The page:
Also, and a critical factor is to remove any slack in the measurement system. What does that mean? That any strapping securing the dynamometer to the leg is inextensible and is taught prior to the test. If it’s not, it’ll result in a massive artefact in the data – i.e. an overestimation of force production. Imagine a person kicking out as hard as they can and the first part of that manoeuvre is taking up the slack of the belt – they’ll hit the end hard. See the red line in the figure below, this is called an artefact and we want to avoid this.

There are lots of other things that we could mention here too, like having the load cell – or line of pull, perpendicular to the limb, but let’s leave it there, for now.

Compare these three pictures (screenshots from Instagram videos). All are describing an assessment of the knee extensors. Review the pictures and make your assessments of the good points of stability and what could be improved. You may find it helpful to go back to the previous post and to come back here having read the next bits to get some more info. Look out for the next post, where I’ll give my critique. **Just to say here thank you to all of the individuals for posting these and hats off for taking objective measures**


Now you’ve established a great testing position, is it consistent?  And by this I mean within each testing session? Do you have rigorous control of a person’s seating, are they holding on the the sides of the chair on each occasion, or not, is the back of the knee secured on the bench/chair, or is hanging off the end, how about the rest of the body, is that secure? For dynamic testing is the axis of joint rotation in line with the axis of rotation of the machine?  All of these things are important and inconsistencies add error into your measurement.

Have a look at this this isokinetic assessment. My intention here is most definitely not to be critical. It’s fantastic that these guys are testing and I commend them in doing so. But, there are a few key things in this test that could be improved.

See how the back of the knee is unsupported? This should be flat to the chair. Partly because of this, the joint axis of rotation is way off the rotation point of the lever arm (too far forward and too high up). Stop the video at 3 seconds. Do you notice that the ankle cuff isn’t tight? This will cause artefacts in the data – as mentioned above. Thank you to Focus Physio Performance for posting this (post here on instagram. Sterling effort and I hope these pointers are helpful.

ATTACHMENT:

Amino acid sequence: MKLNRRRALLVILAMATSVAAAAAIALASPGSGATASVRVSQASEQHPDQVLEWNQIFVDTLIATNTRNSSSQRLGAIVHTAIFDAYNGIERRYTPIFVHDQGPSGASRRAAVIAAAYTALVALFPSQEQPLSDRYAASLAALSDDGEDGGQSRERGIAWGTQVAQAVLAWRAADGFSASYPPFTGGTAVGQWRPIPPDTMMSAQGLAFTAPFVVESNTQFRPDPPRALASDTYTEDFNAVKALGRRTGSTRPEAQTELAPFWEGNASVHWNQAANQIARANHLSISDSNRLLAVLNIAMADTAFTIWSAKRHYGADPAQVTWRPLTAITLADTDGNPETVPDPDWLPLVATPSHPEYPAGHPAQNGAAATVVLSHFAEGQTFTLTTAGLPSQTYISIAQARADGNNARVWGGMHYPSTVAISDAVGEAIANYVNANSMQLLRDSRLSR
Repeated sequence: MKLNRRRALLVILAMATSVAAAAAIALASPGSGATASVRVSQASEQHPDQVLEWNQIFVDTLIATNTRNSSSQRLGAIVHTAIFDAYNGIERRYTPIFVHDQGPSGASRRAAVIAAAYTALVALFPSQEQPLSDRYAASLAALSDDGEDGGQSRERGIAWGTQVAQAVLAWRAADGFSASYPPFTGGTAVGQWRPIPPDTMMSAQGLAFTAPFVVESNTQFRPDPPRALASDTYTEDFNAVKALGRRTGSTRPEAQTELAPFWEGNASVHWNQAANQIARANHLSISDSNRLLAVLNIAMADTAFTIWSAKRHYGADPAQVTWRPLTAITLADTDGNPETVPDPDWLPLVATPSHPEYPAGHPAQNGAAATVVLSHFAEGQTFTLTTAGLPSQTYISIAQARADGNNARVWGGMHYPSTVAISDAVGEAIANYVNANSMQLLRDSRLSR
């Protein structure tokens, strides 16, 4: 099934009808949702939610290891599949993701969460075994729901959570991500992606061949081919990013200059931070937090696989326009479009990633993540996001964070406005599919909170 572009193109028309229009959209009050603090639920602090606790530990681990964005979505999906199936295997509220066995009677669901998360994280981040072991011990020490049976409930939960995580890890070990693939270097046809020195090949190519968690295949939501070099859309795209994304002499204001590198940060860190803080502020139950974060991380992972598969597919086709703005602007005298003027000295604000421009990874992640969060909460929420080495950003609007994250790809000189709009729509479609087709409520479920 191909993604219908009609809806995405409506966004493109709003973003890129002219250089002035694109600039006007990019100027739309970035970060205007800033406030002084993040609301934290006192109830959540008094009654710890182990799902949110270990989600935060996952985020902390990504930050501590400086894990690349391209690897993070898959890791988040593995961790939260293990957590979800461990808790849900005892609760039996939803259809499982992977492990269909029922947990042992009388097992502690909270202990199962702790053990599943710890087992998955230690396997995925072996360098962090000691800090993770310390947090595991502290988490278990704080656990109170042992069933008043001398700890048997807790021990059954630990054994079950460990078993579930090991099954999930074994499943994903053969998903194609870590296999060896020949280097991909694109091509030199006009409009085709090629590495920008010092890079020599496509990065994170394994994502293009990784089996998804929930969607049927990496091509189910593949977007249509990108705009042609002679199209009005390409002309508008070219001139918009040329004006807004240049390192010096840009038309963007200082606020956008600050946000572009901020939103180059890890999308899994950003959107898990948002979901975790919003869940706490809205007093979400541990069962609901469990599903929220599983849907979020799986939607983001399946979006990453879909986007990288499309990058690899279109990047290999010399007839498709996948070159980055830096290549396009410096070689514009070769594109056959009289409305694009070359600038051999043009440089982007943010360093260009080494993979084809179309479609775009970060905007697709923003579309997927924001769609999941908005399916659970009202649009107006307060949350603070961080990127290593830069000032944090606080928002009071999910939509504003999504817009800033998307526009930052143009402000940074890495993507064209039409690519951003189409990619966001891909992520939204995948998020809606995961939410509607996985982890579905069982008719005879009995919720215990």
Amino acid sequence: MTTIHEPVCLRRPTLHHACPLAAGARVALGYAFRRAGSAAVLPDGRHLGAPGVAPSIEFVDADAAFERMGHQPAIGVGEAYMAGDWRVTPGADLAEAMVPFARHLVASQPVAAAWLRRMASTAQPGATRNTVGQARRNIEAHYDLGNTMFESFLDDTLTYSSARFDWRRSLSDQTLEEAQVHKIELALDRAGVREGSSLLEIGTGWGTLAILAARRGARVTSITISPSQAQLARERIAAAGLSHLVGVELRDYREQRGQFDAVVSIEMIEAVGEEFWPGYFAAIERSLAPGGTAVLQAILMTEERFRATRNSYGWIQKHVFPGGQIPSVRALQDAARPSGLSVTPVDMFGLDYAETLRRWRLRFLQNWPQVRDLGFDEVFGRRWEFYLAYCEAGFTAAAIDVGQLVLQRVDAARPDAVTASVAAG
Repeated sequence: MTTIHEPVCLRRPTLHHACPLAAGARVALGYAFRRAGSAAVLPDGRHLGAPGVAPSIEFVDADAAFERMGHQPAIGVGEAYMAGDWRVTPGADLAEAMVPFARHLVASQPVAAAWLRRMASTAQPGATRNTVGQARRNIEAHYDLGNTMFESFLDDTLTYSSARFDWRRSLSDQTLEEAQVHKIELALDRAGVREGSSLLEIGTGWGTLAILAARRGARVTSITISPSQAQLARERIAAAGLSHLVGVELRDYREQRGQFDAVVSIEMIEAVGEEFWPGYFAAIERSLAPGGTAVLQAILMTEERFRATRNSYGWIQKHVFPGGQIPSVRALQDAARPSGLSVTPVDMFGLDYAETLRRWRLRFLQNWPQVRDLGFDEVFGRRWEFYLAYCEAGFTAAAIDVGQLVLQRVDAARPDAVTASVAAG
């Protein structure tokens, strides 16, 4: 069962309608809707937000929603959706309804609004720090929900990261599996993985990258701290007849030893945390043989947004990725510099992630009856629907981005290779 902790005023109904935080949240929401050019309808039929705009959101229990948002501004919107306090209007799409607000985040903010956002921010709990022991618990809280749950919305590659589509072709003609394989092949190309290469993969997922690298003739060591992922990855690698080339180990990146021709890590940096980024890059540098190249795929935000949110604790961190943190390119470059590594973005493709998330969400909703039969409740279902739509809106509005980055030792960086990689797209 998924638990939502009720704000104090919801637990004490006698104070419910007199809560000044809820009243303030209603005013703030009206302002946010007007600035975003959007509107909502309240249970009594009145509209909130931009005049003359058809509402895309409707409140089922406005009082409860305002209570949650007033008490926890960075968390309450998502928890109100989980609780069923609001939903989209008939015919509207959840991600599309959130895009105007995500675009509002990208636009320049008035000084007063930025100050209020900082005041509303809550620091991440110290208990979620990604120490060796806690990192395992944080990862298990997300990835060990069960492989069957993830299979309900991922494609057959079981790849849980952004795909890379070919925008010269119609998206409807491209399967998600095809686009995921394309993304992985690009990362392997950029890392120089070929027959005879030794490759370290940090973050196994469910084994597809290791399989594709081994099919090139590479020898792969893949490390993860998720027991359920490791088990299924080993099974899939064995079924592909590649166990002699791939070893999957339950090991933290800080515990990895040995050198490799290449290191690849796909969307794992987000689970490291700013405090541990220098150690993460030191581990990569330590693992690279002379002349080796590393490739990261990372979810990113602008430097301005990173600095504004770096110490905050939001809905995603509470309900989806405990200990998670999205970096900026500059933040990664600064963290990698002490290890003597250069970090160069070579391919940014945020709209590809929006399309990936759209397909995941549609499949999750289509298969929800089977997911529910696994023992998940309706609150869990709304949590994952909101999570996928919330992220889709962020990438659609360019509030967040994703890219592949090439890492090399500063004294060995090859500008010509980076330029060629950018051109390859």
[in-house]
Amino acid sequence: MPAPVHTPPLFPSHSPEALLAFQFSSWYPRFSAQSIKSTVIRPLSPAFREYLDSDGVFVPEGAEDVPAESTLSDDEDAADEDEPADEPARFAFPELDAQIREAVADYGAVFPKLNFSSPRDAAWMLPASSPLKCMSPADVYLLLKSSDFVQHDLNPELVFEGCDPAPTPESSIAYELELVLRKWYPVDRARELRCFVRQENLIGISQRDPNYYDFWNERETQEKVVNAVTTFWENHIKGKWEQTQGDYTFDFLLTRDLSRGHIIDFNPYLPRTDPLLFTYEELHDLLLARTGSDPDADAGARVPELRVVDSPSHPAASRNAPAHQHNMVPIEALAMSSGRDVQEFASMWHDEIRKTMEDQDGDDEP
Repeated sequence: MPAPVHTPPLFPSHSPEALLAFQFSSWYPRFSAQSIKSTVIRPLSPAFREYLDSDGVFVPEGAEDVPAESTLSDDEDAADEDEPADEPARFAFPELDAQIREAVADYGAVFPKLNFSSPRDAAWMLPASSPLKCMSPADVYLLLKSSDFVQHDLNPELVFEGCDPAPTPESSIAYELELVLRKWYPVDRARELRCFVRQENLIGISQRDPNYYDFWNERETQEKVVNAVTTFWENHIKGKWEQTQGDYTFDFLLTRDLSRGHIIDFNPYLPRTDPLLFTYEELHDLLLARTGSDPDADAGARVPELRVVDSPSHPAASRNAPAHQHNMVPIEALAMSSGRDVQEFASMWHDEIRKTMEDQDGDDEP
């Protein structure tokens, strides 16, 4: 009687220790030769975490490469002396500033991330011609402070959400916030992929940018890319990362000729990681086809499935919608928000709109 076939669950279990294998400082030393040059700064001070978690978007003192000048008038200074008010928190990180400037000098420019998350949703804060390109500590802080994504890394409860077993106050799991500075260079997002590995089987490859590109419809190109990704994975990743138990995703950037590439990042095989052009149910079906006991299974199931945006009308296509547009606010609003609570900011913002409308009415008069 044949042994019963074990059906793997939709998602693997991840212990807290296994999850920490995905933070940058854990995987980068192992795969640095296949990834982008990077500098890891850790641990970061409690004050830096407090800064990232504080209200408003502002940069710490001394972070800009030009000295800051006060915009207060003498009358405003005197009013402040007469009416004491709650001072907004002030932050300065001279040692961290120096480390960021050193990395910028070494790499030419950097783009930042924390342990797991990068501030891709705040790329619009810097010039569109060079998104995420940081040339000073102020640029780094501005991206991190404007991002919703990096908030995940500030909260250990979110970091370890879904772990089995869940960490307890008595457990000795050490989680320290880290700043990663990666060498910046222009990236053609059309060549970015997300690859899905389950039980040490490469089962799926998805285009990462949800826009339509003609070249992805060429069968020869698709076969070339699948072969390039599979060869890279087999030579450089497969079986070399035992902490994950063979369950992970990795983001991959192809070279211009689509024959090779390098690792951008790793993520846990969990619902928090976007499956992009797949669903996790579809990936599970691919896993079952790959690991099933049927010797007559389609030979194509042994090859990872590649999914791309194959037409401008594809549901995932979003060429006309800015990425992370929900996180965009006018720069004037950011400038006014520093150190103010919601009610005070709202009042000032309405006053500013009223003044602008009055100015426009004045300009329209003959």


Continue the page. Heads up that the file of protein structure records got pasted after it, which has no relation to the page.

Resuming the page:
Finally, is this testing position reproducible, over time? Can you replicate the the exact position on repeated tests? So, if your patient/client comes in for their second assessment after having engaged in their rehab will you be assessing them in the exact same way?  We need to consider all that’s mentioned above, plus  things like joint angle – is it the same? How do you know, did you measure it? The position of the dynamometer or strapping on the leg, is that in the same position too? How do you know?  Instructions, were you as clear and as encouraging on both occasions. Research show us that all of these things influence performance.

What’s the best way to measure strength??

To start with ensure the position: is secure and stable; consistent and reproducible and delivers valid and reliable results.  Once you have these things nailed, then we can start to think about other things perhaps like optimal position for force production (the length-tension relationship, see here), or more ecologically-valid approximations. But until then, let’s master the basics.

When you generate a number, be sure to know what it means.

What Next?

Thanks for reading. If you’re keen to learn more about improving your assessments, check out my new page and be sure to put your name on the waitlist! Oh, and look out for more posts like this coming up soon

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How to Use Dynamometry

in Clinical Practice